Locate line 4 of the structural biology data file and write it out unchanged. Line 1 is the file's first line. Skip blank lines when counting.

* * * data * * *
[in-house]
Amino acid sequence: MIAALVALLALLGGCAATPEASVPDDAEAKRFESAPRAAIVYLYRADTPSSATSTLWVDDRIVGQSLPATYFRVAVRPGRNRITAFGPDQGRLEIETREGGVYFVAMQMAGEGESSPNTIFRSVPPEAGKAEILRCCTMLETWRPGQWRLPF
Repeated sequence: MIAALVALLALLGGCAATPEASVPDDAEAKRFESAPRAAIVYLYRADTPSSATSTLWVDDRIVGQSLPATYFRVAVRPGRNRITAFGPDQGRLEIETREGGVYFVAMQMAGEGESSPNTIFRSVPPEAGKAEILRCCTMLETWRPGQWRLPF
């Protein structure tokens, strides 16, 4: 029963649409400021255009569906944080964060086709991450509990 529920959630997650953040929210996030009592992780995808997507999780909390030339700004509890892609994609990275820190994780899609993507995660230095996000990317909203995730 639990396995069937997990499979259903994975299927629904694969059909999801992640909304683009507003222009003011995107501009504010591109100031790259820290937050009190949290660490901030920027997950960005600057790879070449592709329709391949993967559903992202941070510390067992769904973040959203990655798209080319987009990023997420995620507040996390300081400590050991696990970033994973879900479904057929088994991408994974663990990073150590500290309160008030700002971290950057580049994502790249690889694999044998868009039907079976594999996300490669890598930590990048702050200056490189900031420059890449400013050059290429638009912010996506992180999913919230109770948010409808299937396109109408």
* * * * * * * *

């Protein structure tokens, strides 16, 4: 029963649409400021255009569906944080964060086709991450509990 529920959630997650953040929210996030009592992780995808997507999780909390030339700004509890892609994609990275820190994780899609993507995660230095996000990317909203995730 639990396995069937997990499979259903994975299927629904694969059909999801992640909304683009507003222009003011995107501009504010591109100031790259820290937050009190949290660490901030920027997950960005600057790879070449592709329709391949993967559903992202941070510390067992769904973040959203990655798209080319987009990023997420995620507040996390300081400590050991696990970033994973879900479904057929088994991408994974663990990073150590500290309160008030700002971290950057580049994502790249690889694999044998868009039907079976594999996300490669890598930590990048702050200056490189900031420059890449400013050059290429638009912010996506992180999913919230109770948010409808299937396109109408």